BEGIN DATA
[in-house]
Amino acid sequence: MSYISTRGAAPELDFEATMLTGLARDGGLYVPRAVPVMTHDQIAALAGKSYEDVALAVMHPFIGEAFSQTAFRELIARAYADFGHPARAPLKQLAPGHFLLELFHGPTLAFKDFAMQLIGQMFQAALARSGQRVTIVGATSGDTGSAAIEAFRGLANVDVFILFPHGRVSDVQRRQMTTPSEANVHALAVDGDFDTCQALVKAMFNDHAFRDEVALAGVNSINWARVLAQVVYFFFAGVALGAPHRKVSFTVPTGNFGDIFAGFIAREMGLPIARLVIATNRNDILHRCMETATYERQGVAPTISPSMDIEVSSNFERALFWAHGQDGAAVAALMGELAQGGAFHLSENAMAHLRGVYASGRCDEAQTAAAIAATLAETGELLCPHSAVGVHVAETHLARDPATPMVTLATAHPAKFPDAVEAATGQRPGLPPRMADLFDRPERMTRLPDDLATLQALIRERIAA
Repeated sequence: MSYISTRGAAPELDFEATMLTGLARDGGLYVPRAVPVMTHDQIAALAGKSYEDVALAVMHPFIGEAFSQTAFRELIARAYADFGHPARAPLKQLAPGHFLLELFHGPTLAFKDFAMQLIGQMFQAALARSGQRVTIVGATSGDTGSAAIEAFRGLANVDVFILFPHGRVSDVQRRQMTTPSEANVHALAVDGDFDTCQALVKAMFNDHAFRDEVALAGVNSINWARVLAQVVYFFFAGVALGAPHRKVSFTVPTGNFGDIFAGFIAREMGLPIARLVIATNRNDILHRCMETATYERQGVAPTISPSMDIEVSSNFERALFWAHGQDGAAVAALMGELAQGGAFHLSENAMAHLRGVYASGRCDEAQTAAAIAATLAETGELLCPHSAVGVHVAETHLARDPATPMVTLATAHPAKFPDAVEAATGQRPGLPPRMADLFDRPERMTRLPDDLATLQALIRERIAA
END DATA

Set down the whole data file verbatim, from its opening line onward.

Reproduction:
[in-house]
Amino acid sequence: MSYISTRGAAPELDFEATMLTGLARDGGLYVPRAVPVMTHDQIAALAGKSYEDVALAVMHPFIGEAFSQTAFRELIARAYADFGHPARAPLKQLAPGHFLLELFHGPTLAFKDFAMQLIGQMFQAALARSGQRVTIVGATSGDTGSAAIEAFRGLANVDVFILFPHGRVSDVQRRQMTTPSEANVHALAVDGDFDTCQALVKAMFNDHAFRDEVALAGVNSINWARVLAQVVYFFFAGVALGAPHRKVSFTVPTGNFGDIFAGFIAREMGLPIARLVIATNRNDILHRCMETATYERQGVAPTISPSMDIEVSSNFERALFWAHGQDGAAVAALMGELAQGGAFHLSENAMAHLRGVYASGRCDEAQTAAAIAATLAETGELLCPHSAVGVHVAETHLARDPATPMVTLATAHPAKFPDAVEAATGQRPGLPPRMADLFDRPERMTRLPDDLATLQALIRERIAA
Repeated sequence: MSYISTRGAAPELDFEATMLTGLARDGGLYVPRAVPVMTHDQIAALAGKSYEDVALAVMHPFIGEAFSQTAFRELIARAYADFGHPARAPLKQLAPGHFLLELFHGPTLAFKDFAMQLIGQMFQAALARSGQRVTIVGATSGDTGSAAIEAFRGLANVDVFILFPHGRVSDVQRRQMTTPSEANVHALAVDGDFDTCQALVKAMFNDHAFRDEVALAGVNSINWARVLAQVVYFFFAGVALGAPHRKVSFTVPTGNFGDIFAGFIAREMGLPIARLVIATNRNDILHRCMETATYERQGVAPTISPSMDIEVSSNFERALFWAHGQDGAAVAALMGELAQGGAFHLSENAMAHLRGVYASGRCDEAQTAAAIAATLAETGELLCPHSAVGVHVAETHLARDPATPMVTLATAHPAKFPDAVEAATGQRPGLPPRMADLFDRPERMTRLPDDLATLQALIRERIAA